We were poor back then. Not living in a cardboard carton poor, not 'we might have to eat the dog' poor, but still poor. Poor like, no insurance poor, and going to McDonald's was a really big excitement poor, wearing socks for gloves in the winter poor, and collecting nickels and dimes from the washing machine because she never got allowance, that kind of poor... poor enough to be nostalgic about poverty. So, when my mom and dad took me here for my tenth birthday, it was a really big deal. They'd saved up for two months to take me to the photography store and they bought me a Kodak Instamatic film camera... I really miss those days, because we were still a real family back then... this mall doesn't even have a film photography store anymore, just a cell phone and digital camera store, it's depressing...
Alford, Massachusetts: Mandy stood there with her old Nikon film camera, snapping photo after photo of the rural landscape. It was difficult to describe the wonderful feeling of there not being a single cell phone in sight; the only modern technology around was the faint blue glow of a cathode ray tube television in the window of a nearby house, and a few cars and trucks parked in crumbling gravel driveways. She was allowed to see this place, one that would likely be ruined by the 21st century as time went on... places like these were extremely hard to find these days. A world of wood-burning cookstoves and the waxy smell of Paraffin, laundry hung out to dry, rusty steel bridges over streams that reflected the bright blue skies, apple pies left out on windowsills... a world of hard work with very little to show for it aside from the sunlight beaming down on a proud community. And Mandy wanted to trap it all in her Kodak film rolls and rescue it from the future.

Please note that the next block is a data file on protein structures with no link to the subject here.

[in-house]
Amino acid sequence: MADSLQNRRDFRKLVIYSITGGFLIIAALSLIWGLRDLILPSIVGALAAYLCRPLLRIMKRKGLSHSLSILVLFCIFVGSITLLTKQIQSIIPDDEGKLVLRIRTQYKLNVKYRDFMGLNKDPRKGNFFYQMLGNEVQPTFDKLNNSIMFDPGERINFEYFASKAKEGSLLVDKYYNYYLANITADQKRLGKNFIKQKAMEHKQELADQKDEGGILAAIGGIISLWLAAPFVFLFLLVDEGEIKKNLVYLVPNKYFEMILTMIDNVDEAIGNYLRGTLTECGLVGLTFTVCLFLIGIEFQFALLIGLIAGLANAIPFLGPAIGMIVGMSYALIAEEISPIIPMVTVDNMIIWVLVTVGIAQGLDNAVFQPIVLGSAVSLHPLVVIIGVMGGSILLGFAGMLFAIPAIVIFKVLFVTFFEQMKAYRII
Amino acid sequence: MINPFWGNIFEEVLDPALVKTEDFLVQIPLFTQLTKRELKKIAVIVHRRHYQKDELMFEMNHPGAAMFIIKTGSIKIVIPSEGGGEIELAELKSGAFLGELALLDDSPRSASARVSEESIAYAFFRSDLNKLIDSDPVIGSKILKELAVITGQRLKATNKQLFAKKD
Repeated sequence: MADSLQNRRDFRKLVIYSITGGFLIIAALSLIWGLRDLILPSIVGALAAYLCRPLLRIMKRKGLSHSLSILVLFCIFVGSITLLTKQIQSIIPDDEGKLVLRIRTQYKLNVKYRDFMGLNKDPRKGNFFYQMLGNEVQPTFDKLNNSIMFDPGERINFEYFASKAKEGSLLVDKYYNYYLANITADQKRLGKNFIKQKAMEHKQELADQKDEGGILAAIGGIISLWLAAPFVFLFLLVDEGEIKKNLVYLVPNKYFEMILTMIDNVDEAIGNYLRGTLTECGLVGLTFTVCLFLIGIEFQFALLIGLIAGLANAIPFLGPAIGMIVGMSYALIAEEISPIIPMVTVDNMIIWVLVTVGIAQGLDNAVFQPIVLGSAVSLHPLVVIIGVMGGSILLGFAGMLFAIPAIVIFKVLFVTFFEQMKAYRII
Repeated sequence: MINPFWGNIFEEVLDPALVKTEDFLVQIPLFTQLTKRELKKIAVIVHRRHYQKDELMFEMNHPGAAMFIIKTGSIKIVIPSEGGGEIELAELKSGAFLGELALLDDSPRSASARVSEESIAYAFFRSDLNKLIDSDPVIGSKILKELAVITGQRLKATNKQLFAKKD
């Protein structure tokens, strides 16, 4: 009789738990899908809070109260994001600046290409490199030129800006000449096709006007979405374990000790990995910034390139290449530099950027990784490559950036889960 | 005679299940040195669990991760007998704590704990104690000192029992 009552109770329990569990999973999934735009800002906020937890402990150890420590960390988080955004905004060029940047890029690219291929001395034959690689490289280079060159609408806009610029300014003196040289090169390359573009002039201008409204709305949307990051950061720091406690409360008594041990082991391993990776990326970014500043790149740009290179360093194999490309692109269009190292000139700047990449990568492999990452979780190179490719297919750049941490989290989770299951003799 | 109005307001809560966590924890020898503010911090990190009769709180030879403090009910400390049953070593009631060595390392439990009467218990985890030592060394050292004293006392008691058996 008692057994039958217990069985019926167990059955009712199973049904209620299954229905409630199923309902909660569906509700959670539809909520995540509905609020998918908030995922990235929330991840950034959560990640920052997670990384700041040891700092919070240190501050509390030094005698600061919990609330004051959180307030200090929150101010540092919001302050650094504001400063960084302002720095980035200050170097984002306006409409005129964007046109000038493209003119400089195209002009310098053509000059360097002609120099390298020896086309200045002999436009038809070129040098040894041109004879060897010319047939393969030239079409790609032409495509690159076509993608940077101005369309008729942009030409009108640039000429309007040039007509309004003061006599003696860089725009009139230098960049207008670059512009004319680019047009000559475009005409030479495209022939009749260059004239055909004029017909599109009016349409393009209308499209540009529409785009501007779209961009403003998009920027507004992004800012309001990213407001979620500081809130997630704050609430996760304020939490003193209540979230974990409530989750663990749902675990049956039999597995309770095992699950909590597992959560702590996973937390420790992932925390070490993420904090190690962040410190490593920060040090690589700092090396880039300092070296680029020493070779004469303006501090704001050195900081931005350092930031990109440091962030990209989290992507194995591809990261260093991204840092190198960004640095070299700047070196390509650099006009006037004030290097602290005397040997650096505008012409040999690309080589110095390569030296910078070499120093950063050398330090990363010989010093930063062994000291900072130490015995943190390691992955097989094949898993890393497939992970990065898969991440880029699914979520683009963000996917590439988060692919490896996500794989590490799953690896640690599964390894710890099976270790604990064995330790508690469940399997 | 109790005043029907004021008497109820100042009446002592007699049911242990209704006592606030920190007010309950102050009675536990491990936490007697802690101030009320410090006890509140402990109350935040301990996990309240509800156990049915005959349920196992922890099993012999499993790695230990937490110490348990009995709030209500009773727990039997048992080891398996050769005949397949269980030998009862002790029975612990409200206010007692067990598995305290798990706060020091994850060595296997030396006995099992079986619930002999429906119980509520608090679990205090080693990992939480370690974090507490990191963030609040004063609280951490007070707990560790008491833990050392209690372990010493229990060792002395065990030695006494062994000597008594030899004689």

What are you doing?' Alecto asked in surprise, stepping back. Laughing brightly, she dragged him towards the greenhouse, the shattered glass reflecting rainbows as brilliant as a million Kodak flashcubes, glittering as they were cascaded through the breeze. 'See, don't be afraid of the glass, it can't hurt us, ' Mandy laughed, spectacularly eccentric, her eyes reflecting the fallen glass. 'I wasn't afraid of the glass, but this isn't a very secluded place that you just decided to vandalize, ' Alecto cautioned, smiling despite his words. Before Mandy could reply, she heard loud whispering in the air, behind the trees... it sounded like a group of people, all whispering in unison... 'Somebody's out there, ' she exclaimed nervously. 'Yeah, you're right, ' Alecto replied. Suddenly a sharp new vibrancy seemed to fill his eyes and he smiled coldly, taking the tree branch from Mandy and rapidly smashing in all of Mrs. Matthias' stained glass house windows with it. Blue, green, yellow, red, turquoise, purple and an array of other colors showered through the sky noisily, sounding like wind chimes and crashing waves. 'They'll go away, ' he told her, glancing up at the sky. '... Alecto, do you like me?' Mandy questioned, holding out her arms like a lopsided scarecrow as the glass fell through her dark red hair. 'Yeah, sure, ' he answered. 'Will you be my friend, then? A real friend, not just another person who feels sorry for me?' Mandy asked. '... Alright, Mandy Valems, ' Alecto agreed.